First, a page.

I think the nature of the role was the biggest challenge. The emotional space that my character inhabits. It goes a bit to your question before because it is not a space I ever inhabit. That was probably the hardest aspect but it was made a lot easy working with Julianne in those scenes and working with Lasse. They were both incredible to work with. I know that is something everyone seems to say when talking about a film, “Oh, they were fantastic to work with!” But, honestly, I can’t say enough good things about either of them. Considering the nature of our relationship in the film, Julianne and myself, we felt safe with each other in that tumultuous environment constantly. With Lasse helming, it was fantastic. It was all good, all good!
Looking at your career so far, it is easy to see you have a wonderful range. How have you evolved as an actor since you started out?
They say it takes 10,000 hours to master something. I am nowhere near 10,000 hours! I think, as an actor, you start to understand the blueprints of your body and your emotional makeup. Through the years, when you need to access it or evolve in certain ways to inhabit a character, you start to see a landscape of what is available to you a little bit more clearly. I have a long way to go, I know that but I guess the more you do something, the more comfortable you become with it. I have been very, very lucky that most of the characters I have done more recently have been way out of my comfort zone. That means you start to explore areas of your own emotional state and also see the potential you have as an actor.
Is there a genre or type of character you are looking to take on in the short term to keep moving in that direction?
I have been doing darker characters more recently and I have really enjoyed that and, to an extent, endured that. I think maybe I might start to pull that back a bit and perhaps delve into the light a little bit more. We will see. I never really know what is going to inspire me from day to day. It is not until you see something that you really start to fall in love with it and start to realize it is where you want to go as a direction. It is kind of like sculpting in the sense I keep taking away more of the clay to figure out what it is I am sculpting. I am not sure what I may be doing next but I am enjoying the process.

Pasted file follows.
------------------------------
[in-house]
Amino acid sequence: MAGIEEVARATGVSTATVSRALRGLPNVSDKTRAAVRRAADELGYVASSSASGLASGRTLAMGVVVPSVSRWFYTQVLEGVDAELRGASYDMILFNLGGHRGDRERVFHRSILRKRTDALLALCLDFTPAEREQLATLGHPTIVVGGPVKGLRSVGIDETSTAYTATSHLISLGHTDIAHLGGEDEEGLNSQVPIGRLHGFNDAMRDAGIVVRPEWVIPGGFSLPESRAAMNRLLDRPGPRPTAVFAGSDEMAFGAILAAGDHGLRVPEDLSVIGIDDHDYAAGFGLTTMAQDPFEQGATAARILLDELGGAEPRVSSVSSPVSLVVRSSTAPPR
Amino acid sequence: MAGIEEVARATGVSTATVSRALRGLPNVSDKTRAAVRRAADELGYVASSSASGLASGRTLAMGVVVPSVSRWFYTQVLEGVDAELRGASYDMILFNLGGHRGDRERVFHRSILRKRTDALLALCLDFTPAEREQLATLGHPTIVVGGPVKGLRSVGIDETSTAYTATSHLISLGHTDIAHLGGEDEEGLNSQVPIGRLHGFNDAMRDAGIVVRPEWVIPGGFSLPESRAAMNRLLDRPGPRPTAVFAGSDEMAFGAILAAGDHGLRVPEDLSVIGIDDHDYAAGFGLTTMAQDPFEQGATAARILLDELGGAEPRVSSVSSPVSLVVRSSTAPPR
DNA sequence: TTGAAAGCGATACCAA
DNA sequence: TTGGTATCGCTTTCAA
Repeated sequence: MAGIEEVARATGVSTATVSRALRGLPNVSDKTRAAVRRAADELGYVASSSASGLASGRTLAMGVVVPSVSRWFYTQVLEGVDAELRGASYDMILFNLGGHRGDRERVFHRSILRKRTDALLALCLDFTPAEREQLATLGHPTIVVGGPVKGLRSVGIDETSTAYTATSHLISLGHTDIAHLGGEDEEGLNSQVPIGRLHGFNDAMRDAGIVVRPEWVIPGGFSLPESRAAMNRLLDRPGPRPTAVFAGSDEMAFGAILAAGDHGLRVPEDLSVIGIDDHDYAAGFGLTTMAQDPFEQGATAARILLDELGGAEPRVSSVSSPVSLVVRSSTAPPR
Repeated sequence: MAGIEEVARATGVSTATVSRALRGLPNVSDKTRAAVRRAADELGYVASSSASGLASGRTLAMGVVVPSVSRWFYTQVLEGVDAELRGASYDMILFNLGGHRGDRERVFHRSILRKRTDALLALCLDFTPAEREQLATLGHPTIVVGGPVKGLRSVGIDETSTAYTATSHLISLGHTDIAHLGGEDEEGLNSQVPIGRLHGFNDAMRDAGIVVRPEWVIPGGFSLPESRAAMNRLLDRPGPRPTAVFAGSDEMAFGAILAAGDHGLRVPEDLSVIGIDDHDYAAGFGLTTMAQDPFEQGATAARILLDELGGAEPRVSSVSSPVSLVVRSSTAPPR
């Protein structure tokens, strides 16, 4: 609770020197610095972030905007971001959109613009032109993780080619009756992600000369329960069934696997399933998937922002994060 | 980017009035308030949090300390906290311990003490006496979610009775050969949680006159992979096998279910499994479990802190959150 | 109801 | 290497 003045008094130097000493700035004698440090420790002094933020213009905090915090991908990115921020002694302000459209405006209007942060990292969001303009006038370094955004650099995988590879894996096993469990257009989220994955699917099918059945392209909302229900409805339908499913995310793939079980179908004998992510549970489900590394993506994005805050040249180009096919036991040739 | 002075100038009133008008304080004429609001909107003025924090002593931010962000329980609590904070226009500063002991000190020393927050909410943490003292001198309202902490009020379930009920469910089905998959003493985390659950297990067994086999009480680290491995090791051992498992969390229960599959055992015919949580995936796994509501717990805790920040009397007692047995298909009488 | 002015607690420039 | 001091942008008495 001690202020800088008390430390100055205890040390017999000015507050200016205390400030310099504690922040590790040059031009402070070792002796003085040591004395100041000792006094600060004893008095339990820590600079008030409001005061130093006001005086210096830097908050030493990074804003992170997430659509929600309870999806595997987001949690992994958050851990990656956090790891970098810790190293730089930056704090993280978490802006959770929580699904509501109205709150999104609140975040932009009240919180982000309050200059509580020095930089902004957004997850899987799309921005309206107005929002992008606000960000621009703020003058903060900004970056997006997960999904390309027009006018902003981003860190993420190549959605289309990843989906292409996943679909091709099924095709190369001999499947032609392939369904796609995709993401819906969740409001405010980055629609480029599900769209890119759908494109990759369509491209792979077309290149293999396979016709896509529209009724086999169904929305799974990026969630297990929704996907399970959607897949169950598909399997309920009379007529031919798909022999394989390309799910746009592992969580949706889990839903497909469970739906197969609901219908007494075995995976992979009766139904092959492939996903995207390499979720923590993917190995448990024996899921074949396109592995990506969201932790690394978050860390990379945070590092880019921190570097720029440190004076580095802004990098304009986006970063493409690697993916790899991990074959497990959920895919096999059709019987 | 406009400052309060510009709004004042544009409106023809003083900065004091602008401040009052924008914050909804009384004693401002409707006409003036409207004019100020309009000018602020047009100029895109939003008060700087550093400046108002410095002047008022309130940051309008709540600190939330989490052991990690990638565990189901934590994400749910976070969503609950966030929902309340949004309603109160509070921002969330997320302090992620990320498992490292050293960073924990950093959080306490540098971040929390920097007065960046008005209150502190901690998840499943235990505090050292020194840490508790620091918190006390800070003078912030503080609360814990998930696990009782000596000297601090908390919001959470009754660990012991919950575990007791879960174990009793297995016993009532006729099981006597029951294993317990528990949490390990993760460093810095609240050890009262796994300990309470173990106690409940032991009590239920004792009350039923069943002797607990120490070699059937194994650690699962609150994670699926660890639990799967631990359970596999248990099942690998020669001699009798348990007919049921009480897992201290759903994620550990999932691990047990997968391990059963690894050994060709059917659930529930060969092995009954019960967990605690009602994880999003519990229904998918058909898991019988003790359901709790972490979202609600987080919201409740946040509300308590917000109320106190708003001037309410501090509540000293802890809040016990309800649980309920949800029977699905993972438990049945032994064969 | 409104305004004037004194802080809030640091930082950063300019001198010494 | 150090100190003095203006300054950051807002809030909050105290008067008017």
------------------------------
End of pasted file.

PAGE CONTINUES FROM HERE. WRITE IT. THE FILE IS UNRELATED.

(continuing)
What is the best piece of advice you can pass along to young actors looking to pursue a career path similar to yours?
The best piece of advice is to just go and do it. I think I was shackled by fear for so long that there were parts of me that regret not doing it sooner. One of the best pieces of advice I ever received was to not run from your fear but run towards it. There will be times mistakes are made and the times you are rejected but you have to understand that is OK. Run towards the fear and you will never die regretting it!
Thank you for your time today, David. All the best to you in the future!
Thank you! It was lovely to speak with you.
Jason Price founded the mighty Icon Vs. Icon more than a decade ago. Along the way, he’s assembled an amazing group of like-minded individuals to spread the word on some of the most unique people and projects on the pop culture landscape.